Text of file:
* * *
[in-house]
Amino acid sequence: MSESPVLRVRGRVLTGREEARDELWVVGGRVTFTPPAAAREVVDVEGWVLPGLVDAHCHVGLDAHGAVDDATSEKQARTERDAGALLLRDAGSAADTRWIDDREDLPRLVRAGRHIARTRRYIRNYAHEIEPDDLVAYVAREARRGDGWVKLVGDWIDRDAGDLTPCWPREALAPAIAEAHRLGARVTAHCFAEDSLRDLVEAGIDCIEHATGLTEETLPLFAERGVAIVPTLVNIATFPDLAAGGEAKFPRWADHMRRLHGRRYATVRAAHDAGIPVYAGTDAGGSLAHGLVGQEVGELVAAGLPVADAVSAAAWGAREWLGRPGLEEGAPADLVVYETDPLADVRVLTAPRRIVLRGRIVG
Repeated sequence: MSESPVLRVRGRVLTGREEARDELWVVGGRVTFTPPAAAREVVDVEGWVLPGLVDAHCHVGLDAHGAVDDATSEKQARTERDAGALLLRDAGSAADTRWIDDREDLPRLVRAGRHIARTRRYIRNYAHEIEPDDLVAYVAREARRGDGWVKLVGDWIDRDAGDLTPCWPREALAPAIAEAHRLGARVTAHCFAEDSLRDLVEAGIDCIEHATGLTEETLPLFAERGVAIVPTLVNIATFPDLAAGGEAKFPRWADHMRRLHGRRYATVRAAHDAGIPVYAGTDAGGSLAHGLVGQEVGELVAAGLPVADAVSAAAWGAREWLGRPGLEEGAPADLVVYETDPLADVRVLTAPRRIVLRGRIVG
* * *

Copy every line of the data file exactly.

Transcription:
[in-house]
Amino acid sequence: MSESPVLRVRGRVLTGREEARDELWVVGGRVTFTPPAAAREVVDVEGWVLPGLVDAHCHVGLDAHGAVDDATSEKQARTERDAGALLLRDAGSAADTRWIDDREDLPRLVRAGRHIARTRRYIRNYAHEIEPDDLVAYVAREARRGDGWVKLVGDWIDRDAGDLTPCWPREALAPAIAEAHRLGARVTAHCFAEDSLRDLVEAGIDCIEHATGLTEETLPLFAERGVAIVPTLVNIATFPDLAAGGEAKFPRWADHMRRLHGRRYATVRAAHDAGIPVYAGTDAGGSLAHGLVGQEVGELVAAGLPVADAVSAAAWGAREWLGRPGLEEGAPADLVVYETDPLADVRVLTAPRRIVLRGRIVG
Repeated sequence: MSESPVLRVRGRVLTGREEARDELWVVGGRVTFTPPAAAREVVDVEGWVLPGLVDAHCHVGLDAHGAVDDATSEKQARTERDAGALLLRDAGSAADTRWIDDREDLPRLVRAGRHIARTRRYIRNYAHEIEPDDLVAYVAREARRGDGWVKLVGDWIDRDAGDLTPCWPREALAPAIAEAHRLGARVTAHCFAEDSLRDLVEAGIDCIEHATGLTEETLPLFAERGVAIVPTLVNIATFPDLAAGGEAKFPRWADHMRRLHGRRYATVRAAHDAGIPVYAGTDAGGSLAHGLVGQEVGELVAAGLPVADAVSAAAWGAREWLGRPGLEEGAPADLVVYETDPLADVRVLTAPRRIVLRGRIVG